It is more than three months since we returned from our trip to Scotland and not a day goes by that I do not look at the photos with nostalgia.
There are no words to describe this country. The lochs and the canal locks, the mountains, the beaches … yes the beaches, white and sandy like you’d think you were in the Maldives. Of course the water is a bit chilly, but …
Charles drove for miles and miles through single track roads so that those who know me well, know how stressful I am in the car but the landscape distracted me. I didn’t know whether to look to the right or left for all the beauty that surrounded me.
Sometimes truly dramatic landscapes, for example Glencoe or the Quiraing in Skye, sometimes thick green forest glens like the road to Plockton.
One day on Skye I persuaded him to take me to the northernmost part, the Trotternish peninsula, in Kilmiur to be exact. Here, in addition to the tomb of Flora McDonald, a great Scottish designer Alexander McQueen is buried. The day was windy and grey which added even more drama which already exists here.
We started our trip from Inverness, where we met Geoff an old friend of Charles. We spent two fantastic days going around the city with Geoff and his daughter Ella, including a little pub tour. Inverness, capital of the Highlands, is truly a living town and the point from which most visitors depart to explore, hundreds of backpacks ready to climb and walk the many Scottish paths.
After leaving Inverness we headed south along the Caledonian Canal, first stop Urquart castle and then the search for Nessie…..with no luck.
Our final destination for that day was Achnacarry and the Clan Cameron site. Obviously Charles (being a Cameron) was very excited.
The small museum dedicated to the clan lies in the grounds of the clan chieftain’s estate on Loch Lochy but is in the middle of nowhere.
On our way towards Achnacarry we stopped in Fort Augustus just for a wee drink.
We spent the night near Fort William in a posh B&B with a beautiful, clear morning view of Ben Nevis on our doorstep.
The day after we drove to Glencoe.
Glencoe is one of Scotland’s most scenic and beloved valleys. It is one of the most suggestive and spiritual places in Scotland. The most impressive view is the Three Sisters, three rocky mountains surrounded by gorges and waterfalls.
Needless to say that we felt really moved here, especially Charles. After all the valley is called “The Weeping Glen”. Our next stop was Glenfinnan and its famous viaduct. We headed towards Kinlochleven and then we took the B863 towards Fort William and Banavie to get to our destination.
I particularly loved this route with a magnificent landscape.
We luckily parked our car and went towards the Glenfinnan Monument.
The monument is dedicated to Bonnie Prince Charlie. It is a column, surmounted by a statue of a highlander in kilt, it was erected in 1815 at the northern end of Loch Shiel, in the place where the young Prince raised his banner for the first time. Not far away, there is the Glenfinnan viaduct, built in 1901, with 21 arches Many of you will recognise it because it appears many times in the Harry Potter films (The Hogwarts Express). The train that runs across the viaduct, the Jacobite Steam train, travels a panoramic route from Fort William to Mallaig in two hours. After a drink at nearby hotel, (actually I suggest you park the car at the hotel carpark) we made our way to the viaduct. I knew that at 3.10 pm the train would arrive. I believe Charles wasn’t so sure about this walk, but by the time we got up to the hill, lots of other people were waiting with their cameras ready to film the passing train. In fact it was very much on time; I managed to film it and took lots of pictures.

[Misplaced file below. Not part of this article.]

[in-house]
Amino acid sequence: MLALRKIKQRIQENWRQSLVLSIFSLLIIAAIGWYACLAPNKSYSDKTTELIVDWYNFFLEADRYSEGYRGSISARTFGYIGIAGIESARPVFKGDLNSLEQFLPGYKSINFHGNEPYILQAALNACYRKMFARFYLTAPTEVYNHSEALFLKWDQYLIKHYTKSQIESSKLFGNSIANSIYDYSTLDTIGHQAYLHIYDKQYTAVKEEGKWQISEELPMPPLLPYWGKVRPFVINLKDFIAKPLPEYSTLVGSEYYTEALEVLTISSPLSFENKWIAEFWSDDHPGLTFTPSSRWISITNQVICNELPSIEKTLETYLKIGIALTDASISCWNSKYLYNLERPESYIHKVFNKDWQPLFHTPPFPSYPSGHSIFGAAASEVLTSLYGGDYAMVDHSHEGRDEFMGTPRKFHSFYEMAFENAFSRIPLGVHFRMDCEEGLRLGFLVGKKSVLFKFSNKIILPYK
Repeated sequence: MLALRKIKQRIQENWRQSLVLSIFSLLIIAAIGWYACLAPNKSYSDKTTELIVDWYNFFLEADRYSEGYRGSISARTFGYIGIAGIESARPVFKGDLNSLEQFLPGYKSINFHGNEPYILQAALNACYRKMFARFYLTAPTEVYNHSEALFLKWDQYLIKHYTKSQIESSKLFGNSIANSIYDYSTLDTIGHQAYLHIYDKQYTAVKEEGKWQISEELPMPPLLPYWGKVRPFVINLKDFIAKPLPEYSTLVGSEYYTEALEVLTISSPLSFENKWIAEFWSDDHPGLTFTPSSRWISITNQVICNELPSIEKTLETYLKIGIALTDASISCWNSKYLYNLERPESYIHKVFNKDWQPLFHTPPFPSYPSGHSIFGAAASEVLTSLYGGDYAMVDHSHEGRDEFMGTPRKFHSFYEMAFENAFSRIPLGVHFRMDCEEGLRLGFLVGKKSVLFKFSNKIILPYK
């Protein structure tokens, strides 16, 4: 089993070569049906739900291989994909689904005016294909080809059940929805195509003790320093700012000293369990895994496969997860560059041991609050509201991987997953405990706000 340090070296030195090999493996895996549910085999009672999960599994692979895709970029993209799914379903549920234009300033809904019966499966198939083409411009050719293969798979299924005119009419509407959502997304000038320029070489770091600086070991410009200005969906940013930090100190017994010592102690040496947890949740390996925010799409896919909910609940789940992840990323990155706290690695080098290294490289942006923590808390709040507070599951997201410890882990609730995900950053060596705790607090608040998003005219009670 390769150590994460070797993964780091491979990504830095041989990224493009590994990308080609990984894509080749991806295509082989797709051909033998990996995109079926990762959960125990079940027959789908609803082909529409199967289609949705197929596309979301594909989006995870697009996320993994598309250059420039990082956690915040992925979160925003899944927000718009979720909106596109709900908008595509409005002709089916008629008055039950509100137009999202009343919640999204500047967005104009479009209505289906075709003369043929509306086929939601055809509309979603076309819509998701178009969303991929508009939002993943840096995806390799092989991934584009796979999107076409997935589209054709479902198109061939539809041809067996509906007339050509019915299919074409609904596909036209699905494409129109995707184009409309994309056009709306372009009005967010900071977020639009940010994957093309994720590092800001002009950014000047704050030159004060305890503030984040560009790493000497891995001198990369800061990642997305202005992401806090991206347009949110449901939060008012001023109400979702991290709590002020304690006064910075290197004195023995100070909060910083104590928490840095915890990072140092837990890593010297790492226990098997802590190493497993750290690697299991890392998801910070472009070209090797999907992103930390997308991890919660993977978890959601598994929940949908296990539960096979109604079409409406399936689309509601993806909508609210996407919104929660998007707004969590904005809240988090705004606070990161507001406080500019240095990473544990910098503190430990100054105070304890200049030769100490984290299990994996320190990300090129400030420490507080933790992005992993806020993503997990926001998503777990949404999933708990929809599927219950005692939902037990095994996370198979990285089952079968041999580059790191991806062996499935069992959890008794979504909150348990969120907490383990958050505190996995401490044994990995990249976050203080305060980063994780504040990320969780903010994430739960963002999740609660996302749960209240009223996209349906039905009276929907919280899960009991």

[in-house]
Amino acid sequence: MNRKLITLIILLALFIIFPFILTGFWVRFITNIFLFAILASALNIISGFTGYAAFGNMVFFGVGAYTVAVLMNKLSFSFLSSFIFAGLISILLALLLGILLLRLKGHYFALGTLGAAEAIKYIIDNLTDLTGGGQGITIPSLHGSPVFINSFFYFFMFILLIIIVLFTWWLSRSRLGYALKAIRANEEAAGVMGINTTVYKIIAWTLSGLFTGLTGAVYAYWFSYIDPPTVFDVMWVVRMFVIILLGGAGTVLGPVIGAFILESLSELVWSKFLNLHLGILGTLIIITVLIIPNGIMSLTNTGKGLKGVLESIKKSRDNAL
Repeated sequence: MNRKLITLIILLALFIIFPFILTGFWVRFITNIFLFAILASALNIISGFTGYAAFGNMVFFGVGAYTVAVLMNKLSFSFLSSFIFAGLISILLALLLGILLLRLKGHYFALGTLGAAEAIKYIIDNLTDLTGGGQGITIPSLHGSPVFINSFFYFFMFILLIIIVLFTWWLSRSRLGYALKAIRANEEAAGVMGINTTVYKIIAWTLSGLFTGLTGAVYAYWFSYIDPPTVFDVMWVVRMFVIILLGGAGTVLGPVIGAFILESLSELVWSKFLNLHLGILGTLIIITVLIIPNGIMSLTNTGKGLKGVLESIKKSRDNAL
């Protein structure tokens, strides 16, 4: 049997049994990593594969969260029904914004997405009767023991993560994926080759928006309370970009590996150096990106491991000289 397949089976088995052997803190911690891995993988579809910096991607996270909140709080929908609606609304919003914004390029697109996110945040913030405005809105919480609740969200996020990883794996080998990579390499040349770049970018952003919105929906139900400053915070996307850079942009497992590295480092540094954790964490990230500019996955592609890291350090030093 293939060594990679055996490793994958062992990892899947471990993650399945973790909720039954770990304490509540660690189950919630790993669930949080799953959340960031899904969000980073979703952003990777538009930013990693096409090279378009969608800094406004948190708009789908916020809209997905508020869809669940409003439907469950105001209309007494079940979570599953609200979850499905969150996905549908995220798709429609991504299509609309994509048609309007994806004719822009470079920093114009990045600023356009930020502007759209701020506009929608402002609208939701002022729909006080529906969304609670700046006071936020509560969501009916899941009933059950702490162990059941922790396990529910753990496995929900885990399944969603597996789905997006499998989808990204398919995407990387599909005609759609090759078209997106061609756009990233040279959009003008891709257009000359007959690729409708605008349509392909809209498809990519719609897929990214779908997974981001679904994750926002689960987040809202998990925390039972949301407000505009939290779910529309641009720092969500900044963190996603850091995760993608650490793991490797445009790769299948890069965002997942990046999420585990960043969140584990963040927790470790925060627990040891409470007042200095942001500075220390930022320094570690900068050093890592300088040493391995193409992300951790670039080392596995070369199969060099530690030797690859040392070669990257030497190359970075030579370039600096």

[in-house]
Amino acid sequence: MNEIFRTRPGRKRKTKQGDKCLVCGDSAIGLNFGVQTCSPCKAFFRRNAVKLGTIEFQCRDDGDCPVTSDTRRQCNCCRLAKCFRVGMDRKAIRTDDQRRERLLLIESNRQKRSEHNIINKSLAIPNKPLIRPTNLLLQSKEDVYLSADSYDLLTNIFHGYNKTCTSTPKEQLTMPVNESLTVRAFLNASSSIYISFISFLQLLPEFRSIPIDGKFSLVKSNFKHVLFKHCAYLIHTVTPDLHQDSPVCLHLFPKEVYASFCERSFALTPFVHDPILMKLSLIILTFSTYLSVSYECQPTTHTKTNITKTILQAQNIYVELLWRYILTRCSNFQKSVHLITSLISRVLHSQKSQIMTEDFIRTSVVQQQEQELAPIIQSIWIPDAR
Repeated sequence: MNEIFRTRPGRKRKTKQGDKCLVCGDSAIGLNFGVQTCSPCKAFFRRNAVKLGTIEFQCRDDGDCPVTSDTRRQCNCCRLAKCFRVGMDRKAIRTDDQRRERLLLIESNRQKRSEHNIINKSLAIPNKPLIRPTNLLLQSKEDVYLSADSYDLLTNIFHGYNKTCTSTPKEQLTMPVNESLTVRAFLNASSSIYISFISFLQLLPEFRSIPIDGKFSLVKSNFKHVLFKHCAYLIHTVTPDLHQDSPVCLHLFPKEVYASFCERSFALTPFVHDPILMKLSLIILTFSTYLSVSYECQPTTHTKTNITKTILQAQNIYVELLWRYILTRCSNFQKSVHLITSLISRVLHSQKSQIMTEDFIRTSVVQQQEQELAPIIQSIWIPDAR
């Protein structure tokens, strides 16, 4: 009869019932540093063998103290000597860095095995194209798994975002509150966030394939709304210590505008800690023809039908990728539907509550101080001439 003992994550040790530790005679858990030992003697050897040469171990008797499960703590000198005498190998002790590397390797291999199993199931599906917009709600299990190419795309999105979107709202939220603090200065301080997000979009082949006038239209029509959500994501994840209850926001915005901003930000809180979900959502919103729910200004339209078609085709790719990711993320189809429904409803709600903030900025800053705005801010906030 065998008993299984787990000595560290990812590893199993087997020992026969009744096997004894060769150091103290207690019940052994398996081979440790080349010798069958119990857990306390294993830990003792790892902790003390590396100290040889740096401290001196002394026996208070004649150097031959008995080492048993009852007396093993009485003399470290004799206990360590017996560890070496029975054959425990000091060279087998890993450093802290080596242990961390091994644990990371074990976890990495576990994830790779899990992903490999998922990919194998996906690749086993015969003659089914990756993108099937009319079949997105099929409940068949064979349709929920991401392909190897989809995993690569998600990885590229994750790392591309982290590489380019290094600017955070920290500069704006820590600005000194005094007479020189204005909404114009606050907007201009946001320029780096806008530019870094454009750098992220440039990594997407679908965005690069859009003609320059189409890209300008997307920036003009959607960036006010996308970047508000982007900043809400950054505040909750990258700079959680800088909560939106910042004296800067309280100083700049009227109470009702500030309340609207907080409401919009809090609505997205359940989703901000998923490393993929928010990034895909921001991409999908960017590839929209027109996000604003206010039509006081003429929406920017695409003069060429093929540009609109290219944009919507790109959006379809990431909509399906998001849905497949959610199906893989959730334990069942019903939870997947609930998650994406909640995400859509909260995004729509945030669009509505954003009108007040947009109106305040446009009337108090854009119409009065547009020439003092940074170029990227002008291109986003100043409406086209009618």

However, our day was not over yet. We are along the famous scenic road (A830), known as “Road to the Isles”. I can say, without any doubt, it is one of the most beautiful roads ever. Leaving the A830 we drove the final stretch between Arisaig and Mallaig along the old coastal road known as Alternative Coastal Route along the B8008.
Here my heart and my eyes….It is a coastal road full of islets, beaches and sand dunes. It feels like being in a Caribbean paradise. These beaches are known as the Silver Sands of Morar. We had to stop here so great was my curiosity to test the water. I must say that we were really lucky, the sun shone high, it was hot and the water was not too cold.
Our home for the night was Mallaig, a pretty fishing village. We stayed at a very nice B&B SPRINGBANK guest house (https://springbank-mallaig.co.), which I really recommend.
After we settled in, we had a stroll round the town and dinner at local pub and then, tired of the long day, I decided to go to bed. I think it was about 9.00 pm, here I realised that the sun never sets; it was 10.30 pm and I wanted to sleep but it still felt like afternoon. A beautiful light filtered through the curtains in our room. Charles stayed up to wait for the sunset, which never really came as the sky just turned a deep red until the morning. He gave up waiting but took some lovely photos.
Btw, my name its Maria and Im Charles’ wife….ciaoooo